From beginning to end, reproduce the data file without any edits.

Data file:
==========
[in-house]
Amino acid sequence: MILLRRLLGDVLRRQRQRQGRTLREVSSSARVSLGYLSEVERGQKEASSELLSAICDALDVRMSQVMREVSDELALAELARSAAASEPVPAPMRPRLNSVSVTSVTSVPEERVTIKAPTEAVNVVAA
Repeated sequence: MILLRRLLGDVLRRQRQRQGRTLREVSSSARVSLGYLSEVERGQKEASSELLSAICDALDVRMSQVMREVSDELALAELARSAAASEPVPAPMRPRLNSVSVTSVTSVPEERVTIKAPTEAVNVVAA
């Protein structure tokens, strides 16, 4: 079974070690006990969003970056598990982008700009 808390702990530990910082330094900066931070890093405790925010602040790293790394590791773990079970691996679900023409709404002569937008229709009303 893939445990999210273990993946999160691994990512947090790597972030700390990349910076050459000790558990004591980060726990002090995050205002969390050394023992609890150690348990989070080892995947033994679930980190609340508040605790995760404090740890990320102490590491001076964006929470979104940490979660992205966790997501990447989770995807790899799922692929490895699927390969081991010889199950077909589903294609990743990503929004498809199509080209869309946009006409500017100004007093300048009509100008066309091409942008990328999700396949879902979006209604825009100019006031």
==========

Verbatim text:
[in-house]
Amino acid sequence: MILLRRLLGDVLRRQRQRQGRTLREVSSSARVSLGYLSEVERGQKEASSELLSAICDALDVRMSQVMREVSDELALAELARSAAASEPVPAPMRPRLNSVSVTSVTSVPEERVTIKAPTEAVNVVAA
Repeated sequence: MILLRRLLGDVLRRQRQRQGRTLREVSSSARVSLGYLSEVERGQKEASSELLSAICDALDVRMSQVMREVSDELALAELARSAAASEPVPAPMRPRLNSVSVTSVTSVPEERVTIKAPTEAVNVVAA
């Protein structure tokens, strides 16, 4: 079974070690006990969003970056598990982008700009 808390702990530990910082330094900066931070890093405790925010602040790293790394590791773990079970691996679900023409709404002569937008229709009303 893939445990999210273990993946999160691994990512947090790597972030700390990349910076050459000790558990004591980060726990002090995050205002969390050394023992609890150690348990989070080892995947033994679930980190609340508040605790995760404090740890990320102490590491001076964006929470979104940490979660992205966790997501990447989770995807790899799922692929490895699927390969081991010889199950077909589903294609990743990503929004498809199509080209869309946009006409500017100004007093300048009509100008066309091409942008990328999700396949879902979006209604825009100019006031």